Seeking to stretch their budgets in a tough economic environment, IT managers are subjecting every technology purchase to rigorous scrutiny and looking for every opportunity to reduce total cost of ownership (TCO).
Given this mandate, how important is it for an enterprise to keep up with version changes in desktop operating systems? If most employees of a large company are using Windows 2000 or Windows 7, for example, would you recommend upgrading everyone to Window 8.1? Why? Why not? Would you answer differently for a small business as opposed to a large one?
In this module we have a couple of learning objectives. We want to understand better the role of the IT manager in the strategic management process as well as the skills needed to manage expectations for IT strategy.
Think about the following: Governors in some states may be moving away from centralizing information technology functions, which can endanger the integrity of IT investments, according to the National Governors Association (NGA) in the summer of 2005. Several current and former CIOs interviewed said states are no longer using consolidated IT management strategies. For example, Connecticut announced it will scrub a previous administration's plan to centralize IT operation under the state's technology department.
Are the CIO's managing the Governors' expectations?
What is your take on centralizing or consolidating IT functions for entities as large as a state government?
What are the advantages or disadvantages?
Would your answer be different for smaller enterprises?
IT strategic management policies and procedures are meant to ensure that critical systems stay current, reliable, secure, and that they perform as needed. But, oh, if it were only that simple. Within the large corporate enterprise, the road to structured IT management is littered with challenges and roadblocks.
Organizations are increasingly dependent upon IT to sustain and improve the business. To meet these objectives, it is critical that IT delivers operational excellence by simultaneously demonstrating added value.
Has the organization in which you work experienced challenges or roadblocks to the goal of maintaining critical systems? Why or why not? Are the issues usually economic, political, and security-relate
As IT systems become an important competitive element in many industries, technology projects are getting larger, touching more parts of the organization, and posing a risk to the company if something goes wrong. Please discuss following questions.
IT projects are What is the relationship between the systems development process and IT project management? How do managers fit into the systems development and project management processes? Be sure to note any assumptions that you are making in your responses.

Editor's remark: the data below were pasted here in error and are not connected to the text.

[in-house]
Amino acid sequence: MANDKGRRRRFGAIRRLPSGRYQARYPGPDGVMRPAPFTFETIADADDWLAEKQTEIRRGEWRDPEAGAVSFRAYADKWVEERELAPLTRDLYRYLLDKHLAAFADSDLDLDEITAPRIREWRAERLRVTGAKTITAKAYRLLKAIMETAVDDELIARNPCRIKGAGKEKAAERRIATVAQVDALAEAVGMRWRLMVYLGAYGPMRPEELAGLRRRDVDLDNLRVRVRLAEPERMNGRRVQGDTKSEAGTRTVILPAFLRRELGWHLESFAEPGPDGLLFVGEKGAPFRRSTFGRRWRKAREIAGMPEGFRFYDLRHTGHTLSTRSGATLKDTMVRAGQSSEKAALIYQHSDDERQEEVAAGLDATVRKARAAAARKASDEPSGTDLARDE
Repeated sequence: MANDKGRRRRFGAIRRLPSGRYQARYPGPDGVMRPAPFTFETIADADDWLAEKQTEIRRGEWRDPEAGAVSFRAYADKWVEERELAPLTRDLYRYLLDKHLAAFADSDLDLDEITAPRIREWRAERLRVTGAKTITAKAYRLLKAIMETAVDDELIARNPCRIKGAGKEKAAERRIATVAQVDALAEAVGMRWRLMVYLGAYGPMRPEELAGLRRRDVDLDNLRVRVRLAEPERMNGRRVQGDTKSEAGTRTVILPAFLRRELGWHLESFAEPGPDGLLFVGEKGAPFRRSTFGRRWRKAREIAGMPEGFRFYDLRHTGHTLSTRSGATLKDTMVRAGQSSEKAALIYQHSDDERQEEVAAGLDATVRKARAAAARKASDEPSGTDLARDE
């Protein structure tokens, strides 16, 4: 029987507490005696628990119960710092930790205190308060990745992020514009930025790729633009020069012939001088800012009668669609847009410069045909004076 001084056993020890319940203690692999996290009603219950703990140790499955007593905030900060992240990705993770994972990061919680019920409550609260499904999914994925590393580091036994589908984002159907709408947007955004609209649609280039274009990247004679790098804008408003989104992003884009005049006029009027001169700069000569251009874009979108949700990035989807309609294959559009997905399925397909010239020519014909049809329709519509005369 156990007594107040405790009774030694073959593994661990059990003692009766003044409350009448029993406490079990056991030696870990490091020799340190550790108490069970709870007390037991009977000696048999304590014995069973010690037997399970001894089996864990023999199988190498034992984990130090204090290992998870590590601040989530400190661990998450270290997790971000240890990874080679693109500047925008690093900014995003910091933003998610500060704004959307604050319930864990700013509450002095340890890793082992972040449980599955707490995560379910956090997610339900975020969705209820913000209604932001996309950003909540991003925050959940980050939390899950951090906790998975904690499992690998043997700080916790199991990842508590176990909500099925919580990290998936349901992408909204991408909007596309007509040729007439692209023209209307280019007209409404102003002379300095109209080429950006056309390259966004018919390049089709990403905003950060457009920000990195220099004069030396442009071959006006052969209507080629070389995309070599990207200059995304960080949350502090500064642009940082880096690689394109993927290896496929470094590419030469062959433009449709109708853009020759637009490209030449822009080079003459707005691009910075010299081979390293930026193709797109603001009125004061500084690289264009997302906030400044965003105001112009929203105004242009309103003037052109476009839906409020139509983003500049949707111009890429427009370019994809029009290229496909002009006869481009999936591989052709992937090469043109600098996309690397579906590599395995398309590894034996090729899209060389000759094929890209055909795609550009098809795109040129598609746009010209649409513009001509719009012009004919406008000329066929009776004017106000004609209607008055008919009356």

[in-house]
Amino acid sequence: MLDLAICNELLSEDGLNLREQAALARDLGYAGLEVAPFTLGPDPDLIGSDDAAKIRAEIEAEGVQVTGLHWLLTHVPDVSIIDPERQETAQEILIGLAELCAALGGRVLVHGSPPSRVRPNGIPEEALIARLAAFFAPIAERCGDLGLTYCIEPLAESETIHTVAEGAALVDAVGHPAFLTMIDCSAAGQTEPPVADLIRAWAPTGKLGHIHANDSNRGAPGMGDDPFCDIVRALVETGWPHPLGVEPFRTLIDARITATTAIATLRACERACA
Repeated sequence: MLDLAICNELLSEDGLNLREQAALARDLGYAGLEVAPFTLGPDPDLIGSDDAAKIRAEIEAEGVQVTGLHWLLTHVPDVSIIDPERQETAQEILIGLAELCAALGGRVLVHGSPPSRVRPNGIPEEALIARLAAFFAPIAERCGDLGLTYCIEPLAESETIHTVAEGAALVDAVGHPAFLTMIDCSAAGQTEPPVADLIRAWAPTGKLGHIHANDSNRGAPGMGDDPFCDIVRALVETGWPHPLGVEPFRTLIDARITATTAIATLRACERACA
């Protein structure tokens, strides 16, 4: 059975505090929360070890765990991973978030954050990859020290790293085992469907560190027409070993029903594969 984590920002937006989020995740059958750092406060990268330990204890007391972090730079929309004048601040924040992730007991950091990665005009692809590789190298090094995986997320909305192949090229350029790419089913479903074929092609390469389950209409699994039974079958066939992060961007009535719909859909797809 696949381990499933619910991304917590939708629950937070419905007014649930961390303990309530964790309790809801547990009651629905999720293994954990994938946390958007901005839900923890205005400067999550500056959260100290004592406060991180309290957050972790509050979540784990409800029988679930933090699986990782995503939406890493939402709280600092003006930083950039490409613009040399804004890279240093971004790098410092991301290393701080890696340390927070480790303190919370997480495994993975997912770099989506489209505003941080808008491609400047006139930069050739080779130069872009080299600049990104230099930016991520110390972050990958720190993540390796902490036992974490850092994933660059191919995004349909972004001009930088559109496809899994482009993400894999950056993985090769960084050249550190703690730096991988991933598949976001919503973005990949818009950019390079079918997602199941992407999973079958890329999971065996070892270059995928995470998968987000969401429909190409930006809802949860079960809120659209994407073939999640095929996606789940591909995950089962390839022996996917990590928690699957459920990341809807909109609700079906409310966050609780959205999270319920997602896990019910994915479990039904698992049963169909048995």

Seeking to stretch their budgets in a tough economic environment, IT managers are subjecting every technology purchase to rigorous scrutiny and looking for every opportunity to reduce total cost of ownership (TCO). Given this mandate, how important is it for an enterprise to keep up with version changes in desktop operating systems? If most employees of a large company are using Windows 2000 or Windows 7, for example, would you recommend upgrading everyone to Window 8.1?
It is paramount for organizations to ensure that they are able to continuously update their software as this gives organizations' a competitive edge over rival companies that fail to do so. In addition, if the operating system such as Windows 2000 or Windows 7 were to lose their relevancy in regard to being given an End of Life (EOL) date, these systems will no longer receive any support from Microsoft. Therefore, it is imperative that companies are able to update their systems as even though old software still works, the software is not able to receive any future updates when the company appropriates an (EOL) to the product.
In addition, any software or operating system that has been been given an (EOL) will lack the necessary security protocols and features to secure the businesses' networks and protect it from exterior threats. Therefore, if the company has transitioned to Windows 8.1, the other departments and employees who are currently still using Windows 2000 or Windows 7 will be unable to coordinate with the new system wherein this will cause security problems, operational problems and cause the company to lag behind in the industry because the operating systems will differ with one system working but not capable of receiving updates or assistance from Microsoft.
Why? Why not? Would you answer differently for a small business as opposed to a large one?
In reference to any business, it is more optimal to ensure that the operating system is capable of updating its software, and therefore, if Windows 2000 or Windows 7 were appropriated an (EOL) by Microsoft, the small business would need to ensure that its system is updated just as much as the larger business, but the problem for small businesses is price. Smaller businesses have less resources and cash-on-hand, ...
Management information systems are examined for important competitive elements. How managers fit into the system development is determined.